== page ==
The islands of Hawaii have their own distinctive food culture that reflects their long history of immigration and colonial settlement. Native Hawaiian cuisine was influenced first by European and American whalers and missionaries, and later by waves of immigration from Portugal, Puerto Rico, and East Asia. The result is a unique fusion cuisine that has stayed true to its Polynesian roots while borrowing liberally from maritime cultures around the world.
The most popular staple food in Hawaii is poke, a dish made of raw fish mixed with a wide variety of vegetables and seasonings. Traditional poke usually includes tuna or octopus as well as local crops like maui onions, candlenuts, and scallions. Modern poke, however, often includes ingredients borrowed from Asia, like soy sauce, wasabi, and chili pepper, or North America, like pickled jalapeño, cilantro, and even mayonnaise. Poke is a go-to for most Hawaiians, and you can’t really leave the islands without at least trying it.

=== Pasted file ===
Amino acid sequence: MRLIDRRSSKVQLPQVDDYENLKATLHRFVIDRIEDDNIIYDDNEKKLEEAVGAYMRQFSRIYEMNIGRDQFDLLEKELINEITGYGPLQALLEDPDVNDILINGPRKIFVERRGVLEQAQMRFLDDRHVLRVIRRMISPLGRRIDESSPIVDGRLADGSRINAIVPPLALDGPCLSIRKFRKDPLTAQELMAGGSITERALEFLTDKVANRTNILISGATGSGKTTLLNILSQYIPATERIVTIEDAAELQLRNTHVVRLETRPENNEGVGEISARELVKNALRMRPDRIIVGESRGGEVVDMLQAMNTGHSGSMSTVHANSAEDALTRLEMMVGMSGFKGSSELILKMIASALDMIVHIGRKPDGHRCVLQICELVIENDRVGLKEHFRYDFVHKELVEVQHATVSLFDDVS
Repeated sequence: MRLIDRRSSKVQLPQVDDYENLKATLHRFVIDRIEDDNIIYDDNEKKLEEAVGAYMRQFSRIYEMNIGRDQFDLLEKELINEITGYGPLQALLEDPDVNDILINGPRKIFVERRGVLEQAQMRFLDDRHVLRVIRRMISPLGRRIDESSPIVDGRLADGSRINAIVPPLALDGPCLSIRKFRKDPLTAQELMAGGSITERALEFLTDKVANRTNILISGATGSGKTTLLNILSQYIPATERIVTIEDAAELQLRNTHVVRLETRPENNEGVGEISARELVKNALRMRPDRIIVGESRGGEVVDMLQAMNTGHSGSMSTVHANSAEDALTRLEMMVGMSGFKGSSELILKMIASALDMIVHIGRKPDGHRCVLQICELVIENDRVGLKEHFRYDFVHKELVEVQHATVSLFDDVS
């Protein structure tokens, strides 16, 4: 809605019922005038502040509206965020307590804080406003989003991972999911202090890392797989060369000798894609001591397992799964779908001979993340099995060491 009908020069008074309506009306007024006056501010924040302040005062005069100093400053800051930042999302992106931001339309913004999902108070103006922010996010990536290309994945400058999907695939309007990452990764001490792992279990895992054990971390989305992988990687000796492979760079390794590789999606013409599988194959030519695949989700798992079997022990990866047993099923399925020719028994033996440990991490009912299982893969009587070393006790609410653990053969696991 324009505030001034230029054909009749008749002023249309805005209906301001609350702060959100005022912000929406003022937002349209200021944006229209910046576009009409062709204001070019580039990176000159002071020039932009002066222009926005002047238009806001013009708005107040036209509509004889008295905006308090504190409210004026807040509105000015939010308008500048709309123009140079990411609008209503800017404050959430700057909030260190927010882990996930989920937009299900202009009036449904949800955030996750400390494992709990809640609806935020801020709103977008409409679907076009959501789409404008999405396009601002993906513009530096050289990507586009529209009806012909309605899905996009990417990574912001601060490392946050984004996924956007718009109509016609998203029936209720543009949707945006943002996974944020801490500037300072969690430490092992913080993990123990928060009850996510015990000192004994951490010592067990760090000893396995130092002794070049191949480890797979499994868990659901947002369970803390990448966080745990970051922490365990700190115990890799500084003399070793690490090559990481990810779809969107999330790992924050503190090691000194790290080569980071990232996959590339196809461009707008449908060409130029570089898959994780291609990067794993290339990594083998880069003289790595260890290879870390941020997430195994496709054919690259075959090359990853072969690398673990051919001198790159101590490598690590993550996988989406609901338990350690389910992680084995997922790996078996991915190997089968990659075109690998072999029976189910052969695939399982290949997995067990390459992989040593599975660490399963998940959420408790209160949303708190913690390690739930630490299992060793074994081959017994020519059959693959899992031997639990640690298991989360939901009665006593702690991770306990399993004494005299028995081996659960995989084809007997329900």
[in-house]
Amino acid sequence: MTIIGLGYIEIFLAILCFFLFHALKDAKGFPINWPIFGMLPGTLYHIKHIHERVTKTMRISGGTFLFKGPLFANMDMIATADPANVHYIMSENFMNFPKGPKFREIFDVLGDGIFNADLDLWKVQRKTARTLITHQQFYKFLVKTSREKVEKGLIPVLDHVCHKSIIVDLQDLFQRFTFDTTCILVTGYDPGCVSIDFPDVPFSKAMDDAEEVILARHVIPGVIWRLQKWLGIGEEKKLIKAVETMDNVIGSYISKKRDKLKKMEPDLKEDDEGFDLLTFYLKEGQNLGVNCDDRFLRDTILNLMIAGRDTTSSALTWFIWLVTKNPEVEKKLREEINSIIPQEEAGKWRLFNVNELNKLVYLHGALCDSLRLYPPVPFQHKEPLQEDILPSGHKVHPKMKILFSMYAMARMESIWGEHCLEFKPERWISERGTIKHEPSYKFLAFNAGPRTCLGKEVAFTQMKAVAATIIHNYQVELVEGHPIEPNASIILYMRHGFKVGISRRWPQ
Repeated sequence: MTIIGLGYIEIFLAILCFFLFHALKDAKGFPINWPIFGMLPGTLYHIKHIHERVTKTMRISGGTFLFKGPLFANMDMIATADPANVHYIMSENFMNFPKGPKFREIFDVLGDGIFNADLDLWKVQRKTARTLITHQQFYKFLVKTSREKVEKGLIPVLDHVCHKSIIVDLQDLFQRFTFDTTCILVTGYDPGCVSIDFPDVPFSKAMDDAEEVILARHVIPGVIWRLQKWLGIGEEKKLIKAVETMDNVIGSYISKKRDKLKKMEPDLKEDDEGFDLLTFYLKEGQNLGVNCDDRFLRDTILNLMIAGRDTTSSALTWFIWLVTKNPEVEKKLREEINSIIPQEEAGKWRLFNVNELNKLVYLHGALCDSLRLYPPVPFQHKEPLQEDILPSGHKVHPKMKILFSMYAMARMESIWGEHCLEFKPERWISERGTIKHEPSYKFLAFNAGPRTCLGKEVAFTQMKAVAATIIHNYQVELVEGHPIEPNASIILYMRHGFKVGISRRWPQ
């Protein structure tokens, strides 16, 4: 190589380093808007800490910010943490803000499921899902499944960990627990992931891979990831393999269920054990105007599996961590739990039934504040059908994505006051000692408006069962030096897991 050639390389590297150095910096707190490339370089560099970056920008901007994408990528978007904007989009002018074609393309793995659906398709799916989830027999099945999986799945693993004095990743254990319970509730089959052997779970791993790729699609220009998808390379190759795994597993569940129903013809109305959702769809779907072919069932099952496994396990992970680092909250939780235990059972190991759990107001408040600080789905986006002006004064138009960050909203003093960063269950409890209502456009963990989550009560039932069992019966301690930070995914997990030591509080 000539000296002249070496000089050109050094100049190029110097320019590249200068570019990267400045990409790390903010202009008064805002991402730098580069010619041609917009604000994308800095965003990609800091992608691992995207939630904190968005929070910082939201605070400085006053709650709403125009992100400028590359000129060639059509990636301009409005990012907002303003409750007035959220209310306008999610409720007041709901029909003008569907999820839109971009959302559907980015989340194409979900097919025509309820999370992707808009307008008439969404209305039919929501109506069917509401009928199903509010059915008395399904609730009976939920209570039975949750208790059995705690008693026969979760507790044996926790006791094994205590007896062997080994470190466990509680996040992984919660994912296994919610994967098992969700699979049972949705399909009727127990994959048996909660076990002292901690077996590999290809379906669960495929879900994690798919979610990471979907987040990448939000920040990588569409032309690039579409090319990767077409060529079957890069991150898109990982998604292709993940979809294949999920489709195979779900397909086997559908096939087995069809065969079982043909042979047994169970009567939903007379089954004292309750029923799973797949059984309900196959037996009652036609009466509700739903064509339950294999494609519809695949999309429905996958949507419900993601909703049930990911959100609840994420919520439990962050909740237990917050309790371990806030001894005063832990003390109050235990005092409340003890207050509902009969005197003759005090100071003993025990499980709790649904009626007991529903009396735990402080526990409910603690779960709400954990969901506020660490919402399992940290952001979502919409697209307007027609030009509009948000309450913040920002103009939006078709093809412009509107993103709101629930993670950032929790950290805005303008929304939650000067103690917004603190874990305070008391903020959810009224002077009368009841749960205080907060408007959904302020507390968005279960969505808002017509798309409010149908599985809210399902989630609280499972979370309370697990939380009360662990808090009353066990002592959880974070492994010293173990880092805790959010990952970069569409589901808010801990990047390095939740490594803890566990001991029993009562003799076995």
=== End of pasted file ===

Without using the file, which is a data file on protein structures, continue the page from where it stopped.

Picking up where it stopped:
Another common staple is kalua pork, a smoked and shredded meat dish traditionally served during luaus and other feasts. Kalua pork is extremely simple, usually just requiring a pig and some sea salt, but the cooking process is what makes it unique. Cooking a kalua pig is an hours-long process that involves filling the pig with hot stones and leaving it in an underground oven covered with banana leaves. The result is meat that’s tender, smoky, and uniquely Hawaiian.
Finally, no discussion of Hawaiian cuisine would be complete without mentioning dessert. Most popular Hawaiian desserts are borrowed from other cultures and modified to fit the tastes of the islands. The Hawaiian version of Portuguese malasada donuts, for example, are filled with guava, chocolate, or coconut pudding, while Hawaiian shaved ice is just a traditional American snow cone with unique island flavors like passionfruit or pineapple.
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